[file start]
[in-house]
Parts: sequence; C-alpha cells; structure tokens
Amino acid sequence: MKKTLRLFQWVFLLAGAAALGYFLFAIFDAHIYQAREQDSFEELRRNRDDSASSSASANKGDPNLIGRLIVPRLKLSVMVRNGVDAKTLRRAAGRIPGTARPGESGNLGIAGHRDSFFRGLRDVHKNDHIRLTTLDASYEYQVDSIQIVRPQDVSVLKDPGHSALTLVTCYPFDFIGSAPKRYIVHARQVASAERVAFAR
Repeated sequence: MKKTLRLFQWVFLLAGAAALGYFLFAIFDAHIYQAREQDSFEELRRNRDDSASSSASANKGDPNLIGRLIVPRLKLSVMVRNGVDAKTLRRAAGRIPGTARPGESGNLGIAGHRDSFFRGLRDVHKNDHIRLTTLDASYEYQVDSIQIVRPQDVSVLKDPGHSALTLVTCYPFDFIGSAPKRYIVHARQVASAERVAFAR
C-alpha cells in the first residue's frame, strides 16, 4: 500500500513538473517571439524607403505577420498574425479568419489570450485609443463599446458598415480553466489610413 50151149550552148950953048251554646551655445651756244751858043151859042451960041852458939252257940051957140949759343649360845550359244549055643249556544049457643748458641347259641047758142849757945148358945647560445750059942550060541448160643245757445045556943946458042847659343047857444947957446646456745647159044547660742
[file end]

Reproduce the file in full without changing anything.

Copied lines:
[in-house]
Parts: sequence; C-alpha cells; structure tokens
Amino acid sequence: MKKTLRLFQWVFLLAGAAALGYFLFAIFDAHIYQAREQDSFEELRRNRDDSASSSASANKGDPNLIGRLIVPRLKLSVMVRNGVDAKTLRRAAGRIPGTARPGESGNLGIAGHRDSFFRGLRDVHKNDHIRLTTLDASYEYQVDSIQIVRPQDVSVLKDPGHSALTLVTCYPFDFIGSAPKRYIVHARQVASAERVAFAR
Repeated sequence: MKKTLRLFQWVFLLAGAAALGYFLFAIFDAHIYQAREQDSFEELRRNRDDSASSSASANKGDPNLIGRLIVPRLKLSVMVRNGVDAKTLRRAAGRIPGTARPGESGNLGIAGHRDSFFRGLRDVHKNDHIRLTTLDASYEYQVDSIQIVRPQDVSVLKDPGHSALTLVTCYPFDFIGSAPKRYIVHARQVASAERVAFAR
C-alpha cells in the first residue's frame, strides 16, 4: 500500500513538473517571439524607403505577420498574425479568419489570450485609443463599446458598415480553466489610413 50151149550552148950953048251554646551655445651756244751858043151859042451960041852458939252257940051957140949759343649360845550359244549055643249556544049457643748458641347259641047758142849757945148358945647560445750059942550060541448160643245757445045556943946458042847659343047857444947957446646456745647159044547660742